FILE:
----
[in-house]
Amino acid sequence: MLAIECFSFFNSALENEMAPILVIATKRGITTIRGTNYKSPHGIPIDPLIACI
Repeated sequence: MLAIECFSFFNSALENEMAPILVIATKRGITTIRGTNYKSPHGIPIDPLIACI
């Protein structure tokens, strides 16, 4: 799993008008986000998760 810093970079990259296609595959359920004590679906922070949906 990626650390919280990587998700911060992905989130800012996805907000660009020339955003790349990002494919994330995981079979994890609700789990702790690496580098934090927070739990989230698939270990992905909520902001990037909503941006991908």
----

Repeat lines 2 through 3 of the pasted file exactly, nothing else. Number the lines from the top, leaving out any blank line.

Amino acid sequence: MLAIECFSFFNSALENEMAPILVIATKRGITTIRGTNYKSPHGIPIDPLIACI
Repeated sequence: MLAIECFSFFNSALENEMAPILVIATKRGITTIRGTNYKSPHGIPIDPLIACI